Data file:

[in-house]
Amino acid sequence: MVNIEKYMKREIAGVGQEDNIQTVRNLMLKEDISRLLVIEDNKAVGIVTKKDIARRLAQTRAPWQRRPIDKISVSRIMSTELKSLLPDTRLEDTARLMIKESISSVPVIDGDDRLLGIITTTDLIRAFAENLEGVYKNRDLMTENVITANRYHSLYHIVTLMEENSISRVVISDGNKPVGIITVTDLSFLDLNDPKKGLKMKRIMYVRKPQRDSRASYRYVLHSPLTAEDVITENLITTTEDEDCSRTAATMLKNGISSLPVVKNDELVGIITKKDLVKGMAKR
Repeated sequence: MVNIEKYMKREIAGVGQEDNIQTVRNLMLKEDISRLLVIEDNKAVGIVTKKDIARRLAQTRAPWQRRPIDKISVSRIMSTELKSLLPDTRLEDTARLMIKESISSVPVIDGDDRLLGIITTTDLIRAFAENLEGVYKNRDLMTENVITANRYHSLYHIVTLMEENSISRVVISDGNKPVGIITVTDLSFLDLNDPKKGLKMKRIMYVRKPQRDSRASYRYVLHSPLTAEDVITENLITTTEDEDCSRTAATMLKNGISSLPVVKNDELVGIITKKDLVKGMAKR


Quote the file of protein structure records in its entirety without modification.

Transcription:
[in-house]
Amino acid sequence: MVNIEKYMKREIAGVGQEDNIQTVRNLMLKEDISRLLVIEDNKAVGIVTKKDIARRLAQTRAPWQRRPIDKISVSRIMSTELKSLLPDTRLEDTARLMIKESISSVPVIDGDDRLLGIITTTDLIRAFAENLEGVYKNRDLMTENVITANRYHSLYHIVTLMEENSISRVVISDGNKPVGIITVTDLSFLDLNDPKKGLKMKRIMYVRKPQRDSRASYRYVLHSPLTAEDVITENLITTTEDEDCSRTAATMLKNGISSLPVVKNDELVGIITKKDLVKGMAKR
Repeated sequence: MVNIEKYMKREIAGVGQEDNIQTVRNLMLKEDISRLLVIEDNKAVGIVTKKDIARRLAQTRAPWQRRPIDKISVSRIMSTELKSLLPDTRLEDTARLMIKESISSVPVIDGDDRLLGIITTTDLIRAFAENLEGVYKNRDLMTENVITANRYHSLYHIVTLMEENSISRVVISDGNKPVGIITVTDLSFLDLNDPKKGLKMKRIMYVRKPQRDSRASYRYVLHSPLTAEDVITENLITTTEDEDCSRTAATMLKNGISSLPVVKNDELVGIITKKDLVKGMAKR